Crooked Nose From Deviated Septum Rhinoplasty
When a septum is deviated, it’s not only a cosmetic concern but functionally as well. Deviated septums can make it difficult to breath, difficult to sleep, and lead to chronic headaches and nosebleeds. In some cases it can cause sleep apnea, which is a serious condition where people stop breathing in their sleep. Patients who suffer from these symptoms may want to consider septoplasty, a rhinoplasty surgery designed to straighten the nose and fix the septum so that the nasal airways are open.
About Deviated Septums
The septum is the cartilage and bone that divides the nose in half, creating two separate airways.
A deviated septum can occur as a result of trauma to the nose or patients may be born with it.
It is important to note that the majority of people don’t have perfectly straight septums. However, when a crooked septum starts to impair the functionality of the nose, then it is likely time to consider surgery.
This procedure is typically performed on an outpatient basis and under general or local anesthesia, depending on the seriousness of the case and the patient’s personal feelings.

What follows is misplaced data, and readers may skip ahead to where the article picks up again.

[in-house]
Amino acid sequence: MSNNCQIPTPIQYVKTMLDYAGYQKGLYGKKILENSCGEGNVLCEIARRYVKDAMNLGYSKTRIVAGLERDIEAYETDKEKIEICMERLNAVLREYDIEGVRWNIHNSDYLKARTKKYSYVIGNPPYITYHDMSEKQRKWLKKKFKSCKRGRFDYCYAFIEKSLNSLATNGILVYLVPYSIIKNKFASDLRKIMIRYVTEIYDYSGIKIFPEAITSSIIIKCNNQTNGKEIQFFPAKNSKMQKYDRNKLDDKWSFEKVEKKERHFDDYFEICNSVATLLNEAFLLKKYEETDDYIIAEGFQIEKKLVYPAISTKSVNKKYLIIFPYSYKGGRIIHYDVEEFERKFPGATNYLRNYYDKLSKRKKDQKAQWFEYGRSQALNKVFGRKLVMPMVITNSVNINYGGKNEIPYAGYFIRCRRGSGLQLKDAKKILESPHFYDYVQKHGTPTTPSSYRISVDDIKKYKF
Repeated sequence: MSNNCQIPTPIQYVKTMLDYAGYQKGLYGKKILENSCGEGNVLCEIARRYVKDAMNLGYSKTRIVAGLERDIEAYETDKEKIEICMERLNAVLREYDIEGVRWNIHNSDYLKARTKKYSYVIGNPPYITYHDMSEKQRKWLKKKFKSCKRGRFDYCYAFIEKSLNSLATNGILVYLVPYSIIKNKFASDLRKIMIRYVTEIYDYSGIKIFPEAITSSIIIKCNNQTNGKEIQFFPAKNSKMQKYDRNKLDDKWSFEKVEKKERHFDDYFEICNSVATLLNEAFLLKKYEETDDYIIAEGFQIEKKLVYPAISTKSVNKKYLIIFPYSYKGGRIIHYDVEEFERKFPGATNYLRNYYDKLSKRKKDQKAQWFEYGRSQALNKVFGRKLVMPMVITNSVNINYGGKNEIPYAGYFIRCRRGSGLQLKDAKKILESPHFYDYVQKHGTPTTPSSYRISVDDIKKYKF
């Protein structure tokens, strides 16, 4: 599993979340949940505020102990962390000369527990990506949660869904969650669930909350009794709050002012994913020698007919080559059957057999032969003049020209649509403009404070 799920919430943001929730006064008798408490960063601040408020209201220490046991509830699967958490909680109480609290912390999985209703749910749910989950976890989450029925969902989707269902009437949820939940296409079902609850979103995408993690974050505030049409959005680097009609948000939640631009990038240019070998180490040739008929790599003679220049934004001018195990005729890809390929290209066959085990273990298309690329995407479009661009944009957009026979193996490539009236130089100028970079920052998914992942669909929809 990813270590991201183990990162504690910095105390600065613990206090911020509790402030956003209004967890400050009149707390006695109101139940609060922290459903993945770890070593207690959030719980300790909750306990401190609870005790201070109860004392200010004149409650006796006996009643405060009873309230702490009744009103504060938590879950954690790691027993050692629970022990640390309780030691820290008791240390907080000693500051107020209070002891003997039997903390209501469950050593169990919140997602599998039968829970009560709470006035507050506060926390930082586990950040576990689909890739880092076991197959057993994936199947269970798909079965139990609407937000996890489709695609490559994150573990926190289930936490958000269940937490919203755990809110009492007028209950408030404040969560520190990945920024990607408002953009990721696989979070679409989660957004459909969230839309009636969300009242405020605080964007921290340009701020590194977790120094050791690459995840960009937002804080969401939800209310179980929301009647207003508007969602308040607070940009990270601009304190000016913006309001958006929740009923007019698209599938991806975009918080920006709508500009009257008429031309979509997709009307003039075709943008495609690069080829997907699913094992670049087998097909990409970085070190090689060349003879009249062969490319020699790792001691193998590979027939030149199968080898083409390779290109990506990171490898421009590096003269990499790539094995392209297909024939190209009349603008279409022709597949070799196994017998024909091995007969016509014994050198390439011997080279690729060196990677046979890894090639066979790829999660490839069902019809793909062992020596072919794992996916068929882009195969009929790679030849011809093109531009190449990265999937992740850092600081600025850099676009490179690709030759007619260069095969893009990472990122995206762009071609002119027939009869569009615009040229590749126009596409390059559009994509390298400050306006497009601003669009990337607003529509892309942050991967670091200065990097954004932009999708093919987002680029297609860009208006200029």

Fixing a deviated septum is known as septoplasty.
To fix the septum, the deviated part of the septum will be removed so that the septum and surrounding cartilage is straight. It may be replaced in the nose in a new position; this will counter any obstruction of the airway. In some cases, a cartilage graft will be used to provide additional support to the septum. If the nose is crooked, then in most cases it will be necessary to re-break the bone of the nose to perform surgery. After breaking the nose, then the bone will be set straight.
During recovery from septoplasty, patients will be outfitted with an internal splint and soft packing material to keep the bone and cartilage straight as it heals. The nose may bleed a little for the first couple days following surgery. This is normal. Also, if the nose was broken, then there will be bruising and swelling present for one to two weeks.
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